As the new year starts and your adult kids begin their journey to university, many parents are daunted by what their kids will experience (likely based on their on own experiences). So, here’s how to prepare yourself and your kids for the (possible) inevitable…
Talking to your teenagers
If, like many parents, you’ve never had a conversation with your children about sex, it’s likely that they already know way more than you think and as teenagers, they have probably tried a lot of it too. It might not be what you want to hear, but young adults are going to explore and try things whether you like it or not, so here’s a little crash course on how to deal with the dreaded topic of sex with your older kids.
Do your absolute best not to shame
The most important aspect of any sex education, at any age and to any child, is to avoid shaming your child at all costs. I cannot emphasise this enough. As soon as you shame your child for touching themselves, looking for porn, or even wanting to kiss someone, you immediately imprint a negative attitude to sex and sexual pleasure on them. You give them the message that ‘sex or sexual desire is bad!’ Trust me when I say that this is one of the biggest issues that I have to work through first with clients when they consult with me for their sexual concerns as adults.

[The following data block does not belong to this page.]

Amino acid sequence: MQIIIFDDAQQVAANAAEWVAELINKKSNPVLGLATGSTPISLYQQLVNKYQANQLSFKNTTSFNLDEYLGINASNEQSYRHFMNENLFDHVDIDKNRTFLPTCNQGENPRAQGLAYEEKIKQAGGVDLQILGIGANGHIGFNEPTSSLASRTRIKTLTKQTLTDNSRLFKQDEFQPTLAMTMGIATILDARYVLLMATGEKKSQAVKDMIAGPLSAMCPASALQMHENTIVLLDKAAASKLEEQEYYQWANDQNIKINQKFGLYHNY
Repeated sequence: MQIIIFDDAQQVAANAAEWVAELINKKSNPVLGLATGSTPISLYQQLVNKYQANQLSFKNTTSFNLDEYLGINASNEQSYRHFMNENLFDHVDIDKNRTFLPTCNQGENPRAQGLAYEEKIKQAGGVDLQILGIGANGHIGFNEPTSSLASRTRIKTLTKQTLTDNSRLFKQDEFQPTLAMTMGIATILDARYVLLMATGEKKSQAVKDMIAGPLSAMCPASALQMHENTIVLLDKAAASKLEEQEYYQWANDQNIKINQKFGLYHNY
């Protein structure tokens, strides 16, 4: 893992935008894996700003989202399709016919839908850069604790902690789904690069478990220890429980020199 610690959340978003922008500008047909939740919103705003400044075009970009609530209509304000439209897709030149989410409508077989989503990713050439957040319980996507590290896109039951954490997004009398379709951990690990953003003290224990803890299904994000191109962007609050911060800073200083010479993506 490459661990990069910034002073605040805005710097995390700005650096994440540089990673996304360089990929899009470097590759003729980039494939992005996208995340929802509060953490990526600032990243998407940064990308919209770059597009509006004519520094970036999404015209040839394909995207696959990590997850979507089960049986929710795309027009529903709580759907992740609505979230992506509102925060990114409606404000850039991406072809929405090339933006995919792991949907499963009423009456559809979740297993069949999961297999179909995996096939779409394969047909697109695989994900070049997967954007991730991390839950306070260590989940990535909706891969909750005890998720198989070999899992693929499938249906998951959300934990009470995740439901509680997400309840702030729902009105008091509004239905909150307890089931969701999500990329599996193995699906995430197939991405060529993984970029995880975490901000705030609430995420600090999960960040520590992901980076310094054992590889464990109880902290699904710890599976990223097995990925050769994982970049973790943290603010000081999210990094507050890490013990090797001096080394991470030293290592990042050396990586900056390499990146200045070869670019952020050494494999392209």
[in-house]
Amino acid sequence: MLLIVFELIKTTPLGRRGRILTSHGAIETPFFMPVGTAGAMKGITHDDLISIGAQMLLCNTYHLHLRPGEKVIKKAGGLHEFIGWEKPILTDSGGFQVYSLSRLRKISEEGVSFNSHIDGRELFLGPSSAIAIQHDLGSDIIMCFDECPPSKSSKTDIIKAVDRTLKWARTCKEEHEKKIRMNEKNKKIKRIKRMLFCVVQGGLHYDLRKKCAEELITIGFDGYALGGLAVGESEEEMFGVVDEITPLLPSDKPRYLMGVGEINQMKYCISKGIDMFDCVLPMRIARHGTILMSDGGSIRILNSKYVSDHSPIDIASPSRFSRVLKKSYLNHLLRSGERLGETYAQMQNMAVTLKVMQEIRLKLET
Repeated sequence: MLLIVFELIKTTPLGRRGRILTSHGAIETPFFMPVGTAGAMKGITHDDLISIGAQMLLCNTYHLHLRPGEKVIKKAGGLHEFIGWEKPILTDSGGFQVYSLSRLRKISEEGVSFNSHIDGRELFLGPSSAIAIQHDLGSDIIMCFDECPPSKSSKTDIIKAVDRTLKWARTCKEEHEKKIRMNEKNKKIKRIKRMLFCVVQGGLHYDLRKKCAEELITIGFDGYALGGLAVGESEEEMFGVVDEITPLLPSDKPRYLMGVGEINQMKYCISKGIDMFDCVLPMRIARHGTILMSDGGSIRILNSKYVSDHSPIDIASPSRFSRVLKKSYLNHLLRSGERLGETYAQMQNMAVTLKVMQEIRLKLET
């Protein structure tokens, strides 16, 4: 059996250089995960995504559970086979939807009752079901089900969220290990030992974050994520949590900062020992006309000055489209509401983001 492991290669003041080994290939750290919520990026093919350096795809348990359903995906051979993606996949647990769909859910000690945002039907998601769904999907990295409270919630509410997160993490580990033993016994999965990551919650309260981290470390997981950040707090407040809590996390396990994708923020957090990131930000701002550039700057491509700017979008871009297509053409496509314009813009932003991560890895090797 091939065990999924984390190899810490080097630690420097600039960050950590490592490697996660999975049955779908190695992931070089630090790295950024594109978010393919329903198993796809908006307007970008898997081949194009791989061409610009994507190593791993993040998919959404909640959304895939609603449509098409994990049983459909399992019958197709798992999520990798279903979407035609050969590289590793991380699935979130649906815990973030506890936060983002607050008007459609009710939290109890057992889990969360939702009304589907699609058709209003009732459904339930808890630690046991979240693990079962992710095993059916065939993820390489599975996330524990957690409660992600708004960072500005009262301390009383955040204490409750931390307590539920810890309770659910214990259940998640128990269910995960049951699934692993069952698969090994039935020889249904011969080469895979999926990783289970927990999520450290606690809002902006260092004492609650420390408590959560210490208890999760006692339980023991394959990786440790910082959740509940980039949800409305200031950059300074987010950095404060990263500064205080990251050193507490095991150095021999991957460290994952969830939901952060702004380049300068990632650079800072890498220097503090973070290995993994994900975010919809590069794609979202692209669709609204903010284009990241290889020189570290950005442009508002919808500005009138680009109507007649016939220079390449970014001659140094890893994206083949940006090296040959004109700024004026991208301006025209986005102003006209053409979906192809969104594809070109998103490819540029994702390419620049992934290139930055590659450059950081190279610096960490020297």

What a lot of people don’t know is that kids start touching themselves when they are in the womb. They do not do it for sexual pleasure, but they do it because it feels nice. This curiosity continues when they are born, and as children. This curiosity turns to a purposeful act around puberty (anywhere between 10-13), with boys starting earlier than girls. And this is normal! I’ll say that again… NORMAL! Exploring our changing bodies, touching ourselves and wanting to be touched by a partner are things that should develop as we grow up. So even if you were brought up thinking it was ‘bad’ or ‘forbidden’, you’ll do your kids a huge favour by doing the opposite: set boundaries (“only in your room”) but give permission (“it’s normal and ok”).
Open the door to conversation
By the time your kids are heading to university, they probably know more about sex than you can imagine. So, rather than them learning the good, bad and ugly from friends or worse, Google, talk to them about it and give details if they ask… but not all of them. You don’t need to share your experiences (unless they want to know), as this is likely to ‘freak them out’ even more. Tackle the topic before they head off to start their first year… I promise that them having the knowledge is invaluable.
The best way to start a conversation, if it hasn’t been an on-going one since they were younger, is the following:
- Choose an appropriate time and place when you’re alone and they can give you their full attention (phones away please!), but keep the chat relaxed and informal. This is not a lecture. And if you’re embarrassed, say so! You can actually laugh about it together.